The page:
itworldcanada.com for more Canadian IT News
On Canada Day earlier this week, the government quietly rolled out new passports with enhanced electronic security features which it claimed rendered the travel document “more tamper-proof.”
“As of July 1, 2013, all new Canadian passports issued are 36-page electronic passports or ePassports,” according to a post on the Passport Canada Web site. The Canadian ePassports look like a regular passport, but has new security features that make the passport even more tamper-proof.”
The new passports each have an electronic chip embedded in its back cover which stores the personal information of the person named in the passport. The data store in the chip is the same information found on page two of the passport, but it does not include the bearer’s signature.
Passport Canada also sought to ease privacy concerns as it assured people no additional data about the user’s travels are stored in the chip. The inside pages of the passport will also show images that “celebrate Canada and serve as extra security features,” according to Passport Canada.
Canadians also have the option of applying for a five or 10 year validity period.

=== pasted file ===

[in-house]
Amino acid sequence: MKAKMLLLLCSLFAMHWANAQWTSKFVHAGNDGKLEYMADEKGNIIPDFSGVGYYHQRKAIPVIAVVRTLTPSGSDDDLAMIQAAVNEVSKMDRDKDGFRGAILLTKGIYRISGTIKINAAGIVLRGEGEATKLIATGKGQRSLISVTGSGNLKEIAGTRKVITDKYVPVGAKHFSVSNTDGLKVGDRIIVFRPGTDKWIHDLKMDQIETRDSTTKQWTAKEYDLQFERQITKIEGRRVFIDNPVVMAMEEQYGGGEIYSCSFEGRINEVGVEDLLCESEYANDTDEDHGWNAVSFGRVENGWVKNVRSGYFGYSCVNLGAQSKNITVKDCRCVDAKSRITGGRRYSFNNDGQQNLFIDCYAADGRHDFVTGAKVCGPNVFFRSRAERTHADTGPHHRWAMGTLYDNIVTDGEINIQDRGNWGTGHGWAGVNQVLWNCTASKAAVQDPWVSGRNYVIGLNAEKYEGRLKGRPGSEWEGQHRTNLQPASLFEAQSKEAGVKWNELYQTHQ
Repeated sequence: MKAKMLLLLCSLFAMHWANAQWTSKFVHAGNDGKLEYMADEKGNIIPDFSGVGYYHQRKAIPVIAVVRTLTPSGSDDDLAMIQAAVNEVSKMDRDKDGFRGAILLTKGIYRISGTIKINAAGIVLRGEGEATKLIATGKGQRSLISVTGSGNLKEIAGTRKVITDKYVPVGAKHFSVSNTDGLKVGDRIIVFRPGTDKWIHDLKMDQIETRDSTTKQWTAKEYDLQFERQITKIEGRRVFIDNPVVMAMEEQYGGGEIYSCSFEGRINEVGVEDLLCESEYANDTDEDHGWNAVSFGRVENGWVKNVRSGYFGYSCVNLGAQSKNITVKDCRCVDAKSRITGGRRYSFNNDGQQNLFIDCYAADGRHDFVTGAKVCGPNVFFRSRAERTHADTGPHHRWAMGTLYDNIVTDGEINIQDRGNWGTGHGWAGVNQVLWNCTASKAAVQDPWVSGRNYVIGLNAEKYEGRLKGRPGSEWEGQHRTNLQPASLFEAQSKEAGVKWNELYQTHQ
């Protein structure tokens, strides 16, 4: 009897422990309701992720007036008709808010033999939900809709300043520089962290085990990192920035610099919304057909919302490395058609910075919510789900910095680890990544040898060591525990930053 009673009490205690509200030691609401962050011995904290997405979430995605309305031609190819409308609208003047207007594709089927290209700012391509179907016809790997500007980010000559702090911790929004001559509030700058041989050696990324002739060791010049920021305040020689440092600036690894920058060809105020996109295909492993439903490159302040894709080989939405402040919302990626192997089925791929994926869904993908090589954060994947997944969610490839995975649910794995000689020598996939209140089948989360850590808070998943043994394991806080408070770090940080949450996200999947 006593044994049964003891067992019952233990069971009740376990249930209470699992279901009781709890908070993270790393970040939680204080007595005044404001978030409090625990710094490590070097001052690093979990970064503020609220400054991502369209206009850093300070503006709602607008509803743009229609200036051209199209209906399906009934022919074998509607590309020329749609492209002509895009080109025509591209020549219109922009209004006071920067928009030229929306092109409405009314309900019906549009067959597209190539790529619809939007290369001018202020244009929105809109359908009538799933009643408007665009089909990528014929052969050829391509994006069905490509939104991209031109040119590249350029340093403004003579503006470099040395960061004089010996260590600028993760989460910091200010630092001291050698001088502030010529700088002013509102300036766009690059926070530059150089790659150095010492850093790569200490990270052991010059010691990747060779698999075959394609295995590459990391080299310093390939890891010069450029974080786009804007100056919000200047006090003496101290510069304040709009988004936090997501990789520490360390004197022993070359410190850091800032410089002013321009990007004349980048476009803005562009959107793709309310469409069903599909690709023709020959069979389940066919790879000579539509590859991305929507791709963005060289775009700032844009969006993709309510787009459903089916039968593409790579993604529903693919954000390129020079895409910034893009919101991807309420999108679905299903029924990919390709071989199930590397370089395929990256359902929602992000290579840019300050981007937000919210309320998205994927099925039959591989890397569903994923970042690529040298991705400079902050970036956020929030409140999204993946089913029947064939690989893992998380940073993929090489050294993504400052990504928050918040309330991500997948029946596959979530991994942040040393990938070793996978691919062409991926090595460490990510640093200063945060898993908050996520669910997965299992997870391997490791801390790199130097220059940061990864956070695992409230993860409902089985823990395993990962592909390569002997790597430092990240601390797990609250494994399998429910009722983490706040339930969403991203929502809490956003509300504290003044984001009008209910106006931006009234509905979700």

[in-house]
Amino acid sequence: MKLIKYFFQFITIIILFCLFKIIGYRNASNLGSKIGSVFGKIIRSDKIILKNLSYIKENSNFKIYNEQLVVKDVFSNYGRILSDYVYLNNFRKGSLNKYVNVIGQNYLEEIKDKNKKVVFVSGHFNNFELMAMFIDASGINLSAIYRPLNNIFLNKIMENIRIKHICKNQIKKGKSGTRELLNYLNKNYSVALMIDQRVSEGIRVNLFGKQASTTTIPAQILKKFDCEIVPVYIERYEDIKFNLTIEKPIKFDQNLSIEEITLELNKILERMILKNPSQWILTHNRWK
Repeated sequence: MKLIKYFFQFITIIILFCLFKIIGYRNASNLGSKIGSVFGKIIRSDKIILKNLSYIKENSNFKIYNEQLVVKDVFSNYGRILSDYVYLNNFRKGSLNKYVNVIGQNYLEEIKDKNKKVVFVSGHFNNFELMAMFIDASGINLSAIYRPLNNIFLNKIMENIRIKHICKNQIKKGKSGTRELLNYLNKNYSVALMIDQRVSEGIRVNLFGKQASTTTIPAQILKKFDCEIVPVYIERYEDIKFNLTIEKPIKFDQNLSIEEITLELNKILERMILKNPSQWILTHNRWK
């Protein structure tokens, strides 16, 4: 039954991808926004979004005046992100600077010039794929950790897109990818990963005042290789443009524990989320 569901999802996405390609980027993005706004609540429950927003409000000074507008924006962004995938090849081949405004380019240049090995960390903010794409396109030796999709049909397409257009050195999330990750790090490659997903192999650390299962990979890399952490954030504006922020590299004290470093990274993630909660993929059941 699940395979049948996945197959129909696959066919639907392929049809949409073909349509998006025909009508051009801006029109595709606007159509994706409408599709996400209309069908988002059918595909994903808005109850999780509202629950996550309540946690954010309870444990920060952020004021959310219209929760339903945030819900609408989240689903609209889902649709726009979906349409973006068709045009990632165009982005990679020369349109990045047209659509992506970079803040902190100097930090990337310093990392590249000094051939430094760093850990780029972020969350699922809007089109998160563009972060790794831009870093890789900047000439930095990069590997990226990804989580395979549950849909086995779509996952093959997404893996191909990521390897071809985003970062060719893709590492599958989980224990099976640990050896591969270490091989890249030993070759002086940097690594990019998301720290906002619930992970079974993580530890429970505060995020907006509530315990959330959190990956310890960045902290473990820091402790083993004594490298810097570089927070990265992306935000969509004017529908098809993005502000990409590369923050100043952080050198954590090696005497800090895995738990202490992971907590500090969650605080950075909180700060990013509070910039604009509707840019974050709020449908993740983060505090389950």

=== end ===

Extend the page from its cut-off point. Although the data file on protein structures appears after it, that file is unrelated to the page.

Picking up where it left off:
Passports embedded with electronic chips came under a cloud of doubt some four years ago over data theft concerns and as numerous reports from security and technology researchers indicated that the radio frequency ID (RFID) chips in the documents could be cracked and the information contained stolen. Some researchers also demonstrated that hackers armed with an RFID reader can capture data from the electronic chips and the data contained in the chips could be “cloned” or altered.
Passport Canada said it is unlikely that personal information stored on its ePassport chips could be read without the owner’s knowledge.
To guard against hacking, data in the chip cannot be read unless the passport is held “within 10 cenitimetres of an ePassport reader, open to page 2 and the machine-readable zone has first been read.”
The data store in the passport’s chip is also electronically locked so that the information cannot be tampered with.
More than 100 countries including the United States, the United Kingdom, the Philippines and China have been using ePassports for several years now “with no reported failures,” according to Passport Canada. The government office also conducted a pilot program in 2009 involving more than 60,000 diplomatic and special passports that contained an electronic chip and “no problems were reported.”
(By Nestor E. Arellano)